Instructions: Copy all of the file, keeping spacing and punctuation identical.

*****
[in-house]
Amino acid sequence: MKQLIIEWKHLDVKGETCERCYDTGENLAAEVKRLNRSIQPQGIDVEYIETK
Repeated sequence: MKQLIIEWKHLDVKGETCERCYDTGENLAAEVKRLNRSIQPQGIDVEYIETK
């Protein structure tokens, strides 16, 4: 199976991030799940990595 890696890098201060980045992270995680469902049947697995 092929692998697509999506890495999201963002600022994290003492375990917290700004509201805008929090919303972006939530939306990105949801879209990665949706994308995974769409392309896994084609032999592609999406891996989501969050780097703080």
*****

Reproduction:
[in-house]
Amino acid sequence: MKQLIIEWKHLDVKGETCERCYDTGENLAAEVKRLNRSIQPQGIDVEYIETK
Repeated sequence: MKQLIIEWKHLDVKGETCERCYDTGENLAAEVKRLNRSIQPQGIDVEYIETK
């Protein structure tokens, strides 16, 4: 199976991030799940990595 890696890098201060980045992270995680469902049947697995 092929692998697509999506890495999201963002600022994290003492375990917290700004509201805008929090919303972006939530939306990105949801879209990665949706994308995974769409392309896994084609032999592609999406891996989501969050780097703080």